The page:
July 2008 Archives

London put sustainability at the heart of its bid for the 2012 Games, framed by the concept of 'Towards a One Planet Olympics'.


This was derived from the World Wildlife Federation BioRegional concept of 'One Planet LivingĀ®' , which is based on the fact that globally mankind are consuming resources at a faster
rate than the planet can replenish them. If everyone lived as most Europeans do, we would
need three planets; if as most North Americans do, then five!

In announcing Nortel as its Official Network Infrastructure Partner for the 2012 Games, the London Organizing Committee of the Olympic and Paralympic Games also declared Nortel as its Official Sustainability Partner.

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Banking on the Olympics

July 30, 2008 7:43 AM

Paul Deighton used to be European Chief Operating Officer for Goldman Sachs. So he's well aware of the challenges of running a big business.

Now he's taken on a big job as the CEO of the London Organizing Committee of the Olympic and Paralympic Games (LOCOG), responsible to deliver all operational plans for the 2012 Games.

Andy Platten also used to work in IT for a very large bank.

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Hyperconnectivity A Sport?

July 28, 2008 4:30 PM | 1 Comment

The first "speedcabling" competition recently took place in Los Angeles. This new geek game is based on unraveling the rat's nest of wires found beneath most computer desks, as people connect an assortment of storage, scanner, printer, camera etc to their PCs.

But this may be a short-lived "sport" as Wireless USB, complemented by WiFi and Bluetooth, emerges as a solution to everyone's below-the-desk Hyperconnectivity challenges.

Briefly Wireless USB (technically USB3.0) is a hub and spoke technology, creating a cluster of up to 127 devices. To achieve up to 480Mbps (equivalent to USB 2.0) at distances up to 3 meters, Wireless USB uses low power ultra-wideband (UWB) transmission over an extremely wide spectrum (technically from 3.1 to 10.5 GHz), and will coexist peacefully with other wireless technologies such as WiFi and Bluetooth.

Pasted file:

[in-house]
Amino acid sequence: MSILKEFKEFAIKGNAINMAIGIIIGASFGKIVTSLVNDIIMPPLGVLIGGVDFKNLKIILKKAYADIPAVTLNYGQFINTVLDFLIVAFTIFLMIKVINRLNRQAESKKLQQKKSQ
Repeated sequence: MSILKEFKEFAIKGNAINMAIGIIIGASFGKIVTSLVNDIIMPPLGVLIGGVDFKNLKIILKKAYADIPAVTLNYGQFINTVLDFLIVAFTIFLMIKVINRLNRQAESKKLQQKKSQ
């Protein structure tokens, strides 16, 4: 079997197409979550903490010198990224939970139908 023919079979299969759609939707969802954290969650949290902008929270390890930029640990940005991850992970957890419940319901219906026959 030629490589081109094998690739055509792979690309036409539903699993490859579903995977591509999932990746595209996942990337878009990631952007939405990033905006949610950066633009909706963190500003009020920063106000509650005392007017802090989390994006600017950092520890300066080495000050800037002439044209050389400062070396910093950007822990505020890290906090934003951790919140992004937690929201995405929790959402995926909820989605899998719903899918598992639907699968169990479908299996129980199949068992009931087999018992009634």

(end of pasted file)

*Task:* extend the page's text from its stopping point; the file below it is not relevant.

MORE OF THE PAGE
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For data centers, virtualization of network services over an IP fabric, simplifies data center design and management of networks to lower operational expenses, while also capping the cost of expanding available services and dramatically reducing energy consumption. In addition, optical SANs between data centers provide a very high level of disaster recovery and business continuity.

Although Fibre Channel (FC) is predominant in the data center today, the trend towards compute virtualization and 10GigE servers will drive the move to Ethernet as the preferred interconnect for storage. In fact, "2008 and 2009 will be the peak years for FC switch sales thanks to server virtualization and blade servers," according to Richard Villars, vice president, Storage Systems, at IDC.

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If I've said it once, I've said it a thousand times. "Hyperconnectivity is a megatrend whereby everything and everyone that can benefit from being connected will be connected."

The other side of the Hyperconnectivity coin, and to great degree a key enabler, is the megatrend that everything (not yet everyone!) that can benefit from being digitized will be digitized.

I see three reasons why these are two sides to the Hyperconnectivity coin.
1) Once content (music, books, photos/painting, medical records, movies) are digitized, add some headers to this digitized content and you have packetized data ready to go.
2) Once content such as audio and video are streamed over the network, then it is trivial to store them for later retrieval, analysis and replay.

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IBM's Websphere is 10 years old.

Back in 1998, there were 25 developers. Today, there are 6000 across IBM and another 10,000 developer partners (including Nortel), serving some 100,000 WebSphere customers.

The initial focus was on rapid development of web apps supporting HTTP, Servlet and Java environments.

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Never Too Old To Be Hyperconnected

July 17, 2008 9:04 AM

Olive Riley, an 108 year old with 70 entries on her blog, died recently in Australia. Olive, who started blogging just last year, has seen a century of technology development go by. Just imagine Olive's technology world when she was 15 (in the photo).